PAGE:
C.  One other lesson-filled incident from the Nichusah Shel Torah:  When HaRav Shapiro was visiting Lakewood one year, thousands of Bnei Torah came to greet him at a Shabbos Kiddush. HaRav Shapiro made Kiddush and would not proceed any further until he was absolutely assured that his Rebbetzin had received wine from Kiddush.  Literally thousands of people were waiting to make sure that the Rebbetzin received the wine! HaRav Shapiro noticed that those around him were very surprised--why was this so important, why should thousands of people be waiting just to make sure that this happened? HaRav Shapiro explained: “Do you think that the requirement to honor one’s spouse that is found in Chazal is simply that--only a requirement? That is not Chazal’s intent--simply to impose an obligation of honor. No, the explanation is that a person must have such strong feelings of Hakaras HaTov to his spouse, that it should emanate from the depths of his heart--and he should recognize that everything that he has is in his spouse’s zechus.  When Rebbi Akiva said (Nedarim 50A): ‘Sheli V’Shelachem Shelah He--that which we have belongs to her’--he was not speaking in a metaphor--he meant it! Hakhel Note: After HaRav Shapiro would cut the challah every Shabbos, he would stand up from his seat, walk over to where the Rebbetzin was sitting and place the challah in front of her--not using a basket, a plate or someone else to do so. Such was his feeling of Hakaras HaTov to her! Shabbos Kiddush and the Shabbos Seudah can be a place for each and every one of us to express our heartfelt Hakaras HaTov to our spouse and others as well in many beautiful ways!



Special Note Two:  Such an essential lesson of the Parsha, is the disaster that the sin of Lashon Hara wreaks upon the person and the community. Accordingly, we provide the following important guidelines:


A.  From the Sefer Hilchos Lashon Hara U’Rechilus by Rabbi Kalmen Krohn, Shlita:


1.  Even if one’s father or Rebbi--or even if a king--keeps on insisting that one relate a piece of information to him, and it involves even ‘only’ Avak Rechilus, it is forbidden to do so.  


2. Even if one heard somebody speak about his parent or his Rebbi, and because he is very pained about the insult to their honor wants to reveal it to them, it is assur.


3.  One has committed an issur even when he starts walking to relate Lashon Hara or Rechilus, as the Pasuk states “Lo Seileich Rachil BeAmecha.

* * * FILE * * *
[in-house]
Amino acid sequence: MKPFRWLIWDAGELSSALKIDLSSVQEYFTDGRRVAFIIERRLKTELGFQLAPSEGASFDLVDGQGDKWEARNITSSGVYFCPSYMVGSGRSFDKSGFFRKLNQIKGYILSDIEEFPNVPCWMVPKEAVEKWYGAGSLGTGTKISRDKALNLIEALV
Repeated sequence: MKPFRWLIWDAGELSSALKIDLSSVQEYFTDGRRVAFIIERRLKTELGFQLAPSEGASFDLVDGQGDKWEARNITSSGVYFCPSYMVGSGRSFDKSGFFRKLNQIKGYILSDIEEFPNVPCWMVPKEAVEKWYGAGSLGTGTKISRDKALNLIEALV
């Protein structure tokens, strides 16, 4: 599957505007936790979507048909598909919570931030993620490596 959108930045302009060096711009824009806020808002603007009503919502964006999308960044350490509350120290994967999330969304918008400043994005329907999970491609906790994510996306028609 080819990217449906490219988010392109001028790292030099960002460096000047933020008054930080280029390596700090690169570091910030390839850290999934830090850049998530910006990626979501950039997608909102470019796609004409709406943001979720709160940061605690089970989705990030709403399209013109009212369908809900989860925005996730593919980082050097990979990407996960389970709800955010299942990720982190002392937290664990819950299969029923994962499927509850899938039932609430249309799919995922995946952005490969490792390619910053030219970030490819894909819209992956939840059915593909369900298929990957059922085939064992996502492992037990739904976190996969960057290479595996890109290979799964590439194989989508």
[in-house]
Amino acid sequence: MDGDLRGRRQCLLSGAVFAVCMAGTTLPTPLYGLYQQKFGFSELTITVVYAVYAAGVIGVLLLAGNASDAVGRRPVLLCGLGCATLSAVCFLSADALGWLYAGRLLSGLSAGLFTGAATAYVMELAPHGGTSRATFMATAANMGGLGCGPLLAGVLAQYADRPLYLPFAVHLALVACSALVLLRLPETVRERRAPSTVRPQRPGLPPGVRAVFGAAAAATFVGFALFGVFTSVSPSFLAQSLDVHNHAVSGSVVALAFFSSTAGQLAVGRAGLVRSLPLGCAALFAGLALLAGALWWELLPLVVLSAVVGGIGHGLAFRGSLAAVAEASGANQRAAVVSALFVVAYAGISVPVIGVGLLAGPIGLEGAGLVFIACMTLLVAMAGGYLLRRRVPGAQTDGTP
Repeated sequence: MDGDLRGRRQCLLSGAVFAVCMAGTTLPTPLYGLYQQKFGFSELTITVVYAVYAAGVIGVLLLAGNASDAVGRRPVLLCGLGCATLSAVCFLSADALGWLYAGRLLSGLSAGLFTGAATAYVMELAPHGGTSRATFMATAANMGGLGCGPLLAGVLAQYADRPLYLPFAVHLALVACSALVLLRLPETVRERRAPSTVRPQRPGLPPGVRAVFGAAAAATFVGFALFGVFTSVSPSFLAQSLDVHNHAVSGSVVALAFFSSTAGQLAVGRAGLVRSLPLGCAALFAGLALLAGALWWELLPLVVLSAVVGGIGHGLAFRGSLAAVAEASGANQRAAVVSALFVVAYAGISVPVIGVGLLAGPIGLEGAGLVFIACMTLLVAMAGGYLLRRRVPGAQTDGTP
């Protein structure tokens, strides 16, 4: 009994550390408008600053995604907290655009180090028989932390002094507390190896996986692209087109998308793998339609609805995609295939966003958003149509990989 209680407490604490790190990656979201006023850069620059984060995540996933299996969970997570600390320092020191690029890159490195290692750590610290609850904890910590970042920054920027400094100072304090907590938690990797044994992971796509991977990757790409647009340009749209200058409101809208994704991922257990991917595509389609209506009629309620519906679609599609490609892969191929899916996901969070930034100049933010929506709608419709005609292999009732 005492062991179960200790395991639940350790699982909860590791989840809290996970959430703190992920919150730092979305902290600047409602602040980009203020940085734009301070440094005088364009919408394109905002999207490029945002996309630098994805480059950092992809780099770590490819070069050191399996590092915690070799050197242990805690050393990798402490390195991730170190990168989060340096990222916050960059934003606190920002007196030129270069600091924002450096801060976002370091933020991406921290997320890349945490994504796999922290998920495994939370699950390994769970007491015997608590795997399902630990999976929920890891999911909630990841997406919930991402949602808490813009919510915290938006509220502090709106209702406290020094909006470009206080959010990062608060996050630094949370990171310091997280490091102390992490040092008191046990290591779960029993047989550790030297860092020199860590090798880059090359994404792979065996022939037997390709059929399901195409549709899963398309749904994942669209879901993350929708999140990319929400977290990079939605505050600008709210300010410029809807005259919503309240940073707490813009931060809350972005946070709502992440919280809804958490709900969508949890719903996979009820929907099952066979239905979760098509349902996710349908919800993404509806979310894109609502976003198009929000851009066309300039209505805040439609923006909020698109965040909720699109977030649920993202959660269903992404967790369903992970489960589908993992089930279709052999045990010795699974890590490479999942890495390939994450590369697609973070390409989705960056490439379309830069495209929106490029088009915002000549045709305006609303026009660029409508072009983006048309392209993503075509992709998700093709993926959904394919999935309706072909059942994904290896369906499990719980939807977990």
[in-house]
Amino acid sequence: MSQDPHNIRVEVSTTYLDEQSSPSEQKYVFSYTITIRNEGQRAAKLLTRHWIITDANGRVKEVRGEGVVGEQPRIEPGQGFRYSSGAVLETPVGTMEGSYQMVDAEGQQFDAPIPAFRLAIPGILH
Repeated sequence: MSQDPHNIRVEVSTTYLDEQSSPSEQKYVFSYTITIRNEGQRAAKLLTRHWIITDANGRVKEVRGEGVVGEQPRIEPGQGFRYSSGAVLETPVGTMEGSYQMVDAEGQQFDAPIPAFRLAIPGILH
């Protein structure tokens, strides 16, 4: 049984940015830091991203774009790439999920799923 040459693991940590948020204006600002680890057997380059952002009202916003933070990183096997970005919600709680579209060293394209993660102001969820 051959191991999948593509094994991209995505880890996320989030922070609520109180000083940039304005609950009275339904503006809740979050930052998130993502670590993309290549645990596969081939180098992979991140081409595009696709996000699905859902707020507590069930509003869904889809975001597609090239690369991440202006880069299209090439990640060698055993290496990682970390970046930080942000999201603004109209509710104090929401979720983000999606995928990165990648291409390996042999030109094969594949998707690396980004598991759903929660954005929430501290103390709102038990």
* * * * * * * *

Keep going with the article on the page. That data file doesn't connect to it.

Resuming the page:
4.  One should not sit in a group of people who are speaking about the Gedolei HaDor, because it will inevitably lead to an ill-willed person speaking Lashon Hara.


5. It is forbidden to speak words which others will feel is Lashon Hara, or will cause others to suspect him of speaking falsehood (even if otherwise permitted). 


6.  If one agrees to or consents to the words of Lashon Hara of another, it is considered as if he spoke them and he is deemed to be a Misaper Lashon Hara.


7.  It is forbidden to show another a letter or other writing (including email!) in which it is clear that the writer is not a wise person.


8.  Even when one is permitted to hear Lashon Hara LeTo’eles, in most cases it is only to be choshesh (the allowance of a suspicion).  This means that one cannot believe the words as being true or even to have a safek about their truth, for one is required to keep a person in his chezkas kashrus. 


9.  If one learned something from his friend about his friend’s business matters, and was not told to ‘keep it confidential’, it is still forbidden to relate it to others if it could cause damage or pain to his friend.  Even if it would not cause pain or damage to the friend, it is a Middah Tova not to reveal anything of the sort that his friend told him without his friend’s permission. 


10.  Lashon Hara by ‘hinting’ is full-fledged Lashon Hara.  Similarly, it is forbidden to respond to a question posed about another with the words:   “I don’t want to speak Lashon Hara against him by giving you an answer.”


B.  One does not ordinarily associate Lashon Hara with a horrific crime. The cheit of the Meraglim teaches otherwise. The Chofetz Chaim points out that when the Kohein Gadol comes into the Kodesh HaKadashim for the first time on Yom Kippur he must light the ketores--to remove the cheit of Lashon Hara from K’lal Yisrael--before he undertakes any other Kapparah process. Without doing so--the process simply cannot begin and no Kapparah would be accomplished!! The Chofetz Chaim then turns to those who cannot appreciate this clear lesson and pleads simply with them as follows (we paraphrase): One has only a certain amount of time in this world from which he gains eternity which is infinite. It is silly enough to waste moments which could be used for eternity on foolish chatter. It is terrible to do so on words of sin…. Let your mouth be your greatest tool to achieve eternity!